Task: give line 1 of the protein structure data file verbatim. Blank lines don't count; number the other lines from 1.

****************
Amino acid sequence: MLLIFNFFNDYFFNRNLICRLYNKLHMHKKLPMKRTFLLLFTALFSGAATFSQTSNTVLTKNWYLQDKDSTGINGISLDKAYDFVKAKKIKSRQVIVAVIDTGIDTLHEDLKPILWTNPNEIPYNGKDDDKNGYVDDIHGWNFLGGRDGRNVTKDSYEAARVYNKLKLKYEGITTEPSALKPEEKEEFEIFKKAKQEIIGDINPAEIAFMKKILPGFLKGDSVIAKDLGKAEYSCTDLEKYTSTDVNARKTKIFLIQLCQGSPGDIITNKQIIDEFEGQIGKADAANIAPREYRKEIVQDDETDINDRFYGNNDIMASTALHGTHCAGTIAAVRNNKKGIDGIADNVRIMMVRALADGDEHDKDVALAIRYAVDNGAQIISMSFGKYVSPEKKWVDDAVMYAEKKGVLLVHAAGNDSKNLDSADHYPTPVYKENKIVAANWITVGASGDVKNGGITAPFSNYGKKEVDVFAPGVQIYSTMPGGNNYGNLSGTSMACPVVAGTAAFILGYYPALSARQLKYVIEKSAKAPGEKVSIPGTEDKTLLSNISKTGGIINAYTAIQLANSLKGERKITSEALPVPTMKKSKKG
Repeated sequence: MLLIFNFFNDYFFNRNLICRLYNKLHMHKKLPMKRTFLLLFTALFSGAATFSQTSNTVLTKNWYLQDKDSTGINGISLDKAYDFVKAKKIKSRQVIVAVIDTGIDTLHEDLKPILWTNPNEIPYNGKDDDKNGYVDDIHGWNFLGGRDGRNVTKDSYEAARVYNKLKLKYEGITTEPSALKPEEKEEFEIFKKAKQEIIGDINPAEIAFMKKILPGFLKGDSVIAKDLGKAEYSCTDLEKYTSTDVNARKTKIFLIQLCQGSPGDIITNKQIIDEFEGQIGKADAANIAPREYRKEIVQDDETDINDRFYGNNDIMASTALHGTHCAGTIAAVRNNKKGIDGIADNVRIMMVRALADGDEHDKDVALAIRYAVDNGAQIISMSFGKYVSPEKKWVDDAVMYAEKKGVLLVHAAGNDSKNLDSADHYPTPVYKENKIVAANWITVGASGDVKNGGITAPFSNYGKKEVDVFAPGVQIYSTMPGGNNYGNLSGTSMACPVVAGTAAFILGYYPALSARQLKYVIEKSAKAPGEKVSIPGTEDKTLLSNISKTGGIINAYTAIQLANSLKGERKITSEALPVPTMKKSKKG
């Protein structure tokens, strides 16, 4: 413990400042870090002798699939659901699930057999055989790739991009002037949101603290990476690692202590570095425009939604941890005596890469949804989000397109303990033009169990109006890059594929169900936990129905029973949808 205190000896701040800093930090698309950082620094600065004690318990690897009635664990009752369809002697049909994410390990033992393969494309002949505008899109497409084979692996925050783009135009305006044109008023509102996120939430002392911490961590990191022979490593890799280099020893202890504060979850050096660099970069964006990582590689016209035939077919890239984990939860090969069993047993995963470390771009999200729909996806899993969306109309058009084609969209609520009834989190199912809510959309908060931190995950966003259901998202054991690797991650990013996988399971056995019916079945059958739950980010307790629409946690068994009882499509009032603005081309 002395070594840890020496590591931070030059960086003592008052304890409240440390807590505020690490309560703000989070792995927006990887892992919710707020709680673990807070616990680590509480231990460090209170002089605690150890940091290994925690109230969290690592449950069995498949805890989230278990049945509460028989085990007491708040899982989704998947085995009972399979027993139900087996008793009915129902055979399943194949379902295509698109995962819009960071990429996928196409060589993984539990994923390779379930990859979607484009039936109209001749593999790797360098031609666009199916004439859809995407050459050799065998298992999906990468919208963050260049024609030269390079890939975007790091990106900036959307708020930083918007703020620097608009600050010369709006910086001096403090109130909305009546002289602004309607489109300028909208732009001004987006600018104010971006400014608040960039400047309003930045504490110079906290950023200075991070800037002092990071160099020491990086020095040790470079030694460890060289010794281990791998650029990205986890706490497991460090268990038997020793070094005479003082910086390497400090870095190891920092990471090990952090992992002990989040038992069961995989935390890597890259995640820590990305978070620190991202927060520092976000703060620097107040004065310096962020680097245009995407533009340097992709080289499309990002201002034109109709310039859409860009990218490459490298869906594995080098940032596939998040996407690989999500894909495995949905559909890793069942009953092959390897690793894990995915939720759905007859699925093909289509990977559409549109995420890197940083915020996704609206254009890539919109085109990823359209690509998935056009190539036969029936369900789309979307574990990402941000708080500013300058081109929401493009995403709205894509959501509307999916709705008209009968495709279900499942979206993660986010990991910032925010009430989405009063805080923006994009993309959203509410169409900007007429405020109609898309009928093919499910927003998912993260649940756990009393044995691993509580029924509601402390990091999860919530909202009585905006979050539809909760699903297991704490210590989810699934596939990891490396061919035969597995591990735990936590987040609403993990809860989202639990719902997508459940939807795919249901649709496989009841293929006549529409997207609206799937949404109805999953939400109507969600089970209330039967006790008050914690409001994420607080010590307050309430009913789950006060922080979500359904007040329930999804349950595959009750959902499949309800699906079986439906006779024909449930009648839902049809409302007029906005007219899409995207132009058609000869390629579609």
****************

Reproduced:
Amino acid sequence: MLLIFNFFNDYFFNRNLICRLYNKLHMHKKLPMKRTFLLLFTALFSGAATFSQTSNTVLTKNWYLQDKDSTGINGISLDKAYDFVKAKKIKSRQVIVAVIDTGIDTLHEDLKPILWTNPNEIPYNGKDDDKNGYVDDIHGWNFLGGRDGRNVTKDSYEAARVYNKLKLKYEGITTEPSALKPEEKEEFEIFKKAKQEIIGDINPAEIAFMKKILPGFLKGDSVIAKDLGKAEYSCTDLEKYTSTDVNARKTKIFLIQLCQGSPGDIITNKQIIDEFEGQIGKADAANIAPREYRKEIVQDDETDINDRFYGNNDIMASTALHGTHCAGTIAAVRNNKKGIDGIADNVRIMMVRALADGDEHDKDVALAIRYAVDNGAQIISMSFGKYVSPEKKWVDDAVMYAEKKGVLLVHAAGNDSKNLDSADHYPTPVYKENKIVAANWITVGASGDVKNGGITAPFSNYGKKEVDVFAPGVQIYSTMPGGNNYGNLSGTSMACPVVAGTAAFILGYYPALSARQLKYVIEKSAKAPGEKVSIPGTEDKTLLSNISKTGGIINAYTAIQLANSLKGERKITSEALPVPTMKKSKKG